Remember folks, published factory velocities for the .44 Special are usualy made with longer barrels than those on the Bulldog. I have owned at least half a dozen of them and also a chronograph. So far I like the Speer 200 grain Gold Dot as it was designed for these guns and will open at Bulldog velocities. This bullet is also avalable as a componant for those who reload.

Warp
August 19, 2011, 12:43 AM
It's pure foolishness to rely in a gun for personal defense that you've never fired.

I completely agree. That lept right out at me when I read the OP. I figured it came up for discussion within the thread

rdrancher
August 19, 2011, 08:54 PM
You gave a nice report on the gun. I am waiting for Charter to release the classic Bulldog with the exposed ejector rod and the 3" barrel.

I received an email from Charter about a week ago. the Classic is available now. The email said where to order from, but I seem to have deleted it.

Owen Sparks
August 19, 2011, 09:32 PM
In .44 Special, the longer the barrel is the better. I like the "classic" 3" version. The grip is the hard part to conceal, not the barrel. I bought my first Bulldog in 1979 and paid $115 for it new!

Stainz
August 20, 2011, 11:54 AM
I wanted a Bulldog - I just couldn't find anyone who had one - or had owned one - with a fond remembrance. I remembered the Ti .44's that graced American Rifleman ('98?) - and wanted a Taurus all-Ti 445 or a S&W 296. I found the latter at $359 locally on closeout nine years ago - less than half the last MSRP. They also had a new 696, also canned, but for their 'regular' price of $439. Just days later - at the range - my carry and NIB AMT DAO Backups in .45 ACP both jammed - I cleaned them both and traded them on the 296 & 696 on the way home. I got $400 for the pair - and another $10 off the S&W's because I bought both. I was happy. Sadly, the 296 had to be carried in an OWB pancake holster - until I got Mr. Mika to make me a pocket holster for it:

http://s171.photobucket.com/albums/u307/Stainz_2007/IMG_3867-1.jpg

That combo is a pocket carry in 3/4 of my pants' front pockets (A 642 gets 100% carry.). The original boot grips are back - and those GA Arms 200gr Gold Dots, like the CCI Blazer Al-cased variant I carried for years (No more - one split in my 696!), make right at 800 fps from the 2.5" barrel. That's enough to fully open in gelatin - quite impressive! That's been 95+% of it's diet of 2.5k + rounds thus far. When I am in the woods, the first round is a 240gr LSWC. The recoil in the 19+ oz humpback with the OEM boots is 'significant'. Of course, a simple grip change improves that quite a bit - just try to get the X-frame grip in your pocket:

http://s171.photobucket.com/albums/u307/Stainz_2007/IMG_0713.jpg

Absurd? Talk about universal fit, those grips fit K, L, N, X, & Z frames! Of course, the Charter Arms designed HKS speedloaders, #CA44, fit the 296/696 quite well. I don't think the hammer on the Bulldog will fare well in my pocket - did they ever make it with an enclosed hammer?

I still find myself looking at the Charter Arms revolvers at my enabler's lair. Thanks to this thread, I may just look more closely... it would be an ideal car gun. Good to read positive results with the little beast!

Stainz

David E
August 20, 2011, 12:40 PM
I had the Classic back in 1977 or so. Forget what I paid.

It never gave me a problem. It started out tight, but loosened up a bit in 2-300 rds. Still, it was well within tolerances. After testing it, I carried it at my part time job at a gunstore.

Sold it to help finance my first 1911, but I liked it.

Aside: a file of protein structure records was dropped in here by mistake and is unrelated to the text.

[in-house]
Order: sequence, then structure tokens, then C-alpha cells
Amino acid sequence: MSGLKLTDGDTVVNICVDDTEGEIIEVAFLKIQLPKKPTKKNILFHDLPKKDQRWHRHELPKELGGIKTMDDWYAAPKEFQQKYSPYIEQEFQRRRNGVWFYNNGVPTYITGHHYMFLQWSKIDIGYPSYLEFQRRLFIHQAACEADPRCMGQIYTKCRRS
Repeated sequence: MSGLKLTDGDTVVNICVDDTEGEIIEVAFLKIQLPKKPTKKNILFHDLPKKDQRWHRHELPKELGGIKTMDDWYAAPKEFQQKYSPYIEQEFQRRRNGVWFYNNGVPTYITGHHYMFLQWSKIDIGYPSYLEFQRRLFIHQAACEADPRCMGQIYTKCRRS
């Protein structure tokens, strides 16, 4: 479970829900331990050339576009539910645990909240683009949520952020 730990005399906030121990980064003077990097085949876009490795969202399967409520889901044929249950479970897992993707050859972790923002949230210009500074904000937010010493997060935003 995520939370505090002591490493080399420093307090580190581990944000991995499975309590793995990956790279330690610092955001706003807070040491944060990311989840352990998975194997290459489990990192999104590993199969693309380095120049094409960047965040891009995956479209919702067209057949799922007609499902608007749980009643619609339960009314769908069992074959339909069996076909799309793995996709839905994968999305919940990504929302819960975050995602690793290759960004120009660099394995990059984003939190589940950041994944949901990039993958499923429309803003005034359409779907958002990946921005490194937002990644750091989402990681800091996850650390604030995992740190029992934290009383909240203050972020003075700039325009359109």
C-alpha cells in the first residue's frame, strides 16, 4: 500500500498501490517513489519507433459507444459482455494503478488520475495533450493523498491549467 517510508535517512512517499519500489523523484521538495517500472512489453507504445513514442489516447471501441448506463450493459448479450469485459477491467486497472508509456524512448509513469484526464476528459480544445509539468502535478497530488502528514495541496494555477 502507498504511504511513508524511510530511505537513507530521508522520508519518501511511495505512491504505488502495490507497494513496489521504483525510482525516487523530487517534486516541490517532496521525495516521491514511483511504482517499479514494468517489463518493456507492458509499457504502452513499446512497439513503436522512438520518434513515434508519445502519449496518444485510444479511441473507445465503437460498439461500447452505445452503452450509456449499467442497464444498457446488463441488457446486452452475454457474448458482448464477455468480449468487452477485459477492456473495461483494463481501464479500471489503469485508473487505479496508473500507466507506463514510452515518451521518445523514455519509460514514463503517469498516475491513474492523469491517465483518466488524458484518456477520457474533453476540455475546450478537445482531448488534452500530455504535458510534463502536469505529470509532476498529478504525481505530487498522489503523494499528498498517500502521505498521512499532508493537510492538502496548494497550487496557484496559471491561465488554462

Taildragger-J3
August 20, 2011, 07:35 PM
I picked up a nearly new Tarus 431 with 3" barrel, stainless. Been reloading with a variety of bullets 180-240 gr. It's routinely by my side. A lot of fun to shoot, too!

Snubshooter
August 20, 2011, 07:47 PM
Just for info on a similar vane.... Charter Arms is introducing a PITBULL basically a .40 SW Bulldog with no need for Moon clips. Looks interesting. I've always been enamored of the Bulldog, Just never found one with a trigger that felt "right" and being stuck in CA there are not a lot of them to try. All the Smith 696s go for a fortune IF you find one. The price on a new Bulldog is very reasonable.

Owen Sparks
August 20, 2011, 09:47 PM
Rumor has it that Charter Arms will introduce a .45 ACP revolver next. I reload both the
.44 Special and .45 ACP and use the same exact powder charge. Preformance should be about the same.

shep854
August 20, 2011, 10:38 PM
A .45ACP Bulldog? Now that's interesting!

Lucky Derby
August 21, 2011, 11:28 AM
I've had a couple. Between timing issues and light hits, I gave up. Been thinking about getting one of the new ones and giving it a try.
I've had a 296. It just seemed to big to be pocketable, and I have no problem with a 696, or even a 624 if I am going to wear a belt holster, so it didn't make the cut either.

Lonerider357
August 21, 2011, 09:45 PM
Just got a notice that Charter is introducing a .40 Cal "PitBull" No mention of a .45 yet. I might wait until they do!

Owen Sparks
August 21, 2011, 09:56 PM
They anounced these rimless ejector models at the SHOT Show several years back but are just now getting around to making them. Business was so good during the "Obama panic" that they did not want to allocate recources to new products when they were busy selling existing models of revolvers as fast as they could make them. The story was that when these new rimless ejector models went into production that the .40 would be released first followed by a .45ACP version and then one in 9MM.

BTW the .40 S&W ballistics are identical to the old .38/40 revolver round with a 180 grain .400" diamiter bullet traveling at the same velocity.

azgunner
August 25, 2011, 08:09 AM
I have a Rossi 720 and a Taurus 431.
Both are awesome carry weapons. Not under gunned with one of them.

If you enjoyed reading about "Bulldog Pug .44: Perfect carry revolver?" here in TheHighRoad.org archive, you'll LOVE our community. Come join TheHighRoad.org today for the full version!